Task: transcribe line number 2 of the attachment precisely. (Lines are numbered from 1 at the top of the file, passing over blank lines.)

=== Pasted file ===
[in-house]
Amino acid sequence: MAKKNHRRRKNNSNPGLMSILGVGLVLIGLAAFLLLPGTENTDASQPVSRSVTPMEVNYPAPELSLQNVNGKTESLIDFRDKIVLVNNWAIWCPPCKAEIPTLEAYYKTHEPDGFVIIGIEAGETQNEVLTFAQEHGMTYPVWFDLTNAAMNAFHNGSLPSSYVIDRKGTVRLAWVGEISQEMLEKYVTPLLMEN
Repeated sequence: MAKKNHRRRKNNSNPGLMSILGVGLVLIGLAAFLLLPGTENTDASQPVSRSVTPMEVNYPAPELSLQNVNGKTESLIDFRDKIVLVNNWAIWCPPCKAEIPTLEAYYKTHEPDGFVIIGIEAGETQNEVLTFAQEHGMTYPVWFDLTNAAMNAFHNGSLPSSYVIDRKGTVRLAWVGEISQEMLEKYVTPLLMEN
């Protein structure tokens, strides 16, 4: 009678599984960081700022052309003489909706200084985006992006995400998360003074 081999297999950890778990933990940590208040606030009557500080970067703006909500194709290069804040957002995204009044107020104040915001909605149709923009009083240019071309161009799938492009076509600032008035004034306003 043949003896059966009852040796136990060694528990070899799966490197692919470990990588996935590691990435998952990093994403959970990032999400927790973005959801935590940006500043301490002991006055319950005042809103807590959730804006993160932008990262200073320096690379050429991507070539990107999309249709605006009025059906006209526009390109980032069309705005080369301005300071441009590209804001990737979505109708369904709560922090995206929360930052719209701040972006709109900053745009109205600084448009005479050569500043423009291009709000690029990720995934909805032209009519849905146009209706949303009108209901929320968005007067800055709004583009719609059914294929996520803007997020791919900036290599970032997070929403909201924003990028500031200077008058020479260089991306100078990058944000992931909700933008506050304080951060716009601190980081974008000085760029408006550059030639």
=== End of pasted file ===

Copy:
Amino acid sequence: MAKKNHRRRKNNSNPGLMSILGVGLVLIGLAAFLLLPGTENTDASQPVSRSVTPMEVNYPAPELSLQNVNGKTESLIDFRDKIVLVNNWAIWCPPCKAEIPTLEAYYKTHEPDGFVIIGIEAGETQNEVLTFAQEHGMTYPVWFDLTNAAMNAFHNGSLPSSYVIDRKGTVRLAWVGEISQEMLEKYVTPLLMEN